Tim Callington, from the Orange Future Enterprise Coalition (OFEC) gave me a heads up about a report they just launches called, "The way to work: space, place and technology in 2016", which explores how the way we work will change over the next decade. It’s pretty interesting stuff, so I thought I would share it with you. Here’s the summary he shared:
It concludes that businesses should prioritize managing intellectual property and flexibility of work time and location to control change over the next 10 years. The Coalition has designed four future "worlds´ of work, scenarios depicting what organizations may look like by 2016. The scenarios are defined by the relationship between workers and employers. Based on the scenarios and to help businesses plan for the future, the report also sets out seven factors to focus on when developing business strategy.
1. "Disciples of the Cloud": Businesses control all intellectual property and determine where and when work takes place.
2. "Electronic Cottages": Businesses control all intellectual property, but workers are able to determine where, when and how they work.
3. "Replicants": Businesses depend on specialist consultants, their expertise and intellectual property. Work is much less predictable and reliable, but workers are free to choose where, when and how much they work.
4. "Mutual Worlds": Businesses operate as cooperatives of independent contractors. Intellectual property is controlled by workers, who focus on small local ventures, often connected to networks of similar ventures elsewhere to give scale.
SEVEN STRATEGY RECOMMENDATIONS:
Innovation: Maintain an external focus and engage with others outside your organization, your sector as well as your customers. Share the costs and fruits of innovation with strategic partners where possible. Move away from deploying innovations from the top down, give areas of your business freedom to trial and refine multiple innovations on a smaller scale.
Culture: Create a culture that recognizes and complements the values of increasingly empowered employees at all levels. Build on successful core competencies as well as recognize and respond quickly when things can be done better elsewhere. In the context of a more fragmented workforce, understand the limits and relevance of "implementing´ a corporate culture and move towards a more consensual style engagement.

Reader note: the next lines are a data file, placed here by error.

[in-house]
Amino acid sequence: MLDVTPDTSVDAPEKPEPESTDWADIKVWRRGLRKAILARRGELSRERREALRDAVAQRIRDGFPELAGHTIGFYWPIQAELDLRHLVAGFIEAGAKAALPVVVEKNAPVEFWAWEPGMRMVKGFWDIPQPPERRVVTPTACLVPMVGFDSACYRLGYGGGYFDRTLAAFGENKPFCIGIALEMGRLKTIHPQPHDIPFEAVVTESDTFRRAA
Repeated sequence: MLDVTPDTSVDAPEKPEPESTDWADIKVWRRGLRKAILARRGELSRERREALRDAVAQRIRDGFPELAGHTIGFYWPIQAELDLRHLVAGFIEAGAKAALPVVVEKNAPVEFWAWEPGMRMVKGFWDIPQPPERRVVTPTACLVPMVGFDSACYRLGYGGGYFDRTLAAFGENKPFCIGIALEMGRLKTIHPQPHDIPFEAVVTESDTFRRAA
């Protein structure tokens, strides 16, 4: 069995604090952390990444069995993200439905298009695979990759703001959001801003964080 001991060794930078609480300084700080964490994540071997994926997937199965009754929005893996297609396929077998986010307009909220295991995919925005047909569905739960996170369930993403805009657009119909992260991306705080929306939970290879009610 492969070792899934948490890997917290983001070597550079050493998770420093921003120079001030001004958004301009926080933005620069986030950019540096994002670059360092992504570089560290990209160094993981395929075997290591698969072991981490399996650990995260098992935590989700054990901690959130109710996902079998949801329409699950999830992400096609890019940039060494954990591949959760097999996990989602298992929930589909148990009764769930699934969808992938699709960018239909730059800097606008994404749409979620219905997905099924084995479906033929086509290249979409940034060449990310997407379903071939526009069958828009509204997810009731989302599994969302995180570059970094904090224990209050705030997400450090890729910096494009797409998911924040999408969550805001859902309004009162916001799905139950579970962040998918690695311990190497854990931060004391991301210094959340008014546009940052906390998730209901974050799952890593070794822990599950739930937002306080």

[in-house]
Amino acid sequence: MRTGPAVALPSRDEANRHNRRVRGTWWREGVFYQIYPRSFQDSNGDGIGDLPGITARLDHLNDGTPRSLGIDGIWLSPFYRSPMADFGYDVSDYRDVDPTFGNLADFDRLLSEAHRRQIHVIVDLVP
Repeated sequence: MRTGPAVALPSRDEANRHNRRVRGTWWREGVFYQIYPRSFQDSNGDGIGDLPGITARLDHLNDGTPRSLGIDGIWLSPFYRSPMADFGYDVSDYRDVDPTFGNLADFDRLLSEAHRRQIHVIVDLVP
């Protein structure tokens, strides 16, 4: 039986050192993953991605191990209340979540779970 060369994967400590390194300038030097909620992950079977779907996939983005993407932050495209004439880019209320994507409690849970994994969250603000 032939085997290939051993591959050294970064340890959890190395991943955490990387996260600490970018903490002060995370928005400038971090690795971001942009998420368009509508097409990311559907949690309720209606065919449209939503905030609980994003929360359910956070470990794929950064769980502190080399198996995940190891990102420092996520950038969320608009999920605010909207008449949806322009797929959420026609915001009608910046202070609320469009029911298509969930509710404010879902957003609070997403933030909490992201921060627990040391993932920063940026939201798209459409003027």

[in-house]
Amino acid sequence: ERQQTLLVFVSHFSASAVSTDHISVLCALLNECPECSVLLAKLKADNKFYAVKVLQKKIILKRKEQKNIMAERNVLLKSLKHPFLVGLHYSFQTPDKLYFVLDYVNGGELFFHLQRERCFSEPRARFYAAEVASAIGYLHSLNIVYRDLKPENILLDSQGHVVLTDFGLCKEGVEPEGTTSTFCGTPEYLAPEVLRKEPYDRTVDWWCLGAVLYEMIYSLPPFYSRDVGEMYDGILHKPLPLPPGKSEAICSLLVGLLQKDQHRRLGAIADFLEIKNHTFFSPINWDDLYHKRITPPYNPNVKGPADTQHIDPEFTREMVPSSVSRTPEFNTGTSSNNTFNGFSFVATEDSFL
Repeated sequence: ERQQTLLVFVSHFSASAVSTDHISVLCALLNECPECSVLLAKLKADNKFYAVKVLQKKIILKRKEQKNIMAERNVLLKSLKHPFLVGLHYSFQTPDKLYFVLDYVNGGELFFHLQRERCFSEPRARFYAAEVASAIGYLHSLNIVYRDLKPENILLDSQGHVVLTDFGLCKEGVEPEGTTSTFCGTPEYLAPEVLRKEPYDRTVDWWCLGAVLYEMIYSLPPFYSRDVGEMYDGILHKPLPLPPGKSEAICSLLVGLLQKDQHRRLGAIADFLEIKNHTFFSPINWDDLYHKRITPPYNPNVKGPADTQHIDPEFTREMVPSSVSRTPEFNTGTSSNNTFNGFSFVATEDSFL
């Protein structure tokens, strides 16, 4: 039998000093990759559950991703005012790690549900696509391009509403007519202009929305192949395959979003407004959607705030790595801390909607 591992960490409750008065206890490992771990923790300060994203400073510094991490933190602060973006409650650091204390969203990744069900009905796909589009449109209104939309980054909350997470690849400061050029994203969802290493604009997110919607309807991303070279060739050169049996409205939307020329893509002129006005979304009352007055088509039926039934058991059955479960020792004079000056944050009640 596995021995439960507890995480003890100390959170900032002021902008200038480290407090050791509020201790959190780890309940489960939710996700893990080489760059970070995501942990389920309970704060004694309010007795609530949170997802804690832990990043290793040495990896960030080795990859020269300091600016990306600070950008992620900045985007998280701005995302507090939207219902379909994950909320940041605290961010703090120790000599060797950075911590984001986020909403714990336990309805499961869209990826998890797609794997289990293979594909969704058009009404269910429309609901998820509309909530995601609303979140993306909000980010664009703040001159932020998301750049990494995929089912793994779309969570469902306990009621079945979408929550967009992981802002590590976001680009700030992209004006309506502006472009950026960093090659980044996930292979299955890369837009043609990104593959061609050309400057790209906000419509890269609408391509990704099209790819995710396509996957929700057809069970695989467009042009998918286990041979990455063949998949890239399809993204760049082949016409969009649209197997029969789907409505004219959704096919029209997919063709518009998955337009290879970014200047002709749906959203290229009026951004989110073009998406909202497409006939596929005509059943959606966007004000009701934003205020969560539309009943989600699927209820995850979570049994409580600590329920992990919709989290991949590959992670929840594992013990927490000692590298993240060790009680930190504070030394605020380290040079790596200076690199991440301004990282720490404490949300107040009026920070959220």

Leadership: Re-evaluate the role of management in your organization. Look for ways to make management an enabling force for activity taking place across the organization, rather than solely a decision function.
Quality: Continue to champion quality, of course. But also look at how to champion good service design, which embeds quality in delivery, or even co-creates it with its end-users.
Operation & technology: Create a map which includes the story of how your world is changing and why – and what the critical stepping stones will be. It is important that your roadmap allows for divergent future outcomes and that there is spare capacity inside or outside your company to explore these.
Brand: Understand the model which matches the value you deliver – and have a risk management program which understands where the conflicts are likely to flare.
Regulation: Work with others in your sector, and your regulators, to develop models of the workplace of the future — and collaborate on building the most effective regulatory regimes for them. Develop an understanding of and engage with the relevant interest groups and NGOs that increasingly influence policy making.
The report includes some interesting diagrams and is very well presented. I am working with a company right now on how to be a better virtual organization – which might be a combination between an electronic cottage and mutual world. If you have any books or resources you would recommend in this topic area, please let us know in a comment.
Check out the report here (Scroll down to "The Way to Work").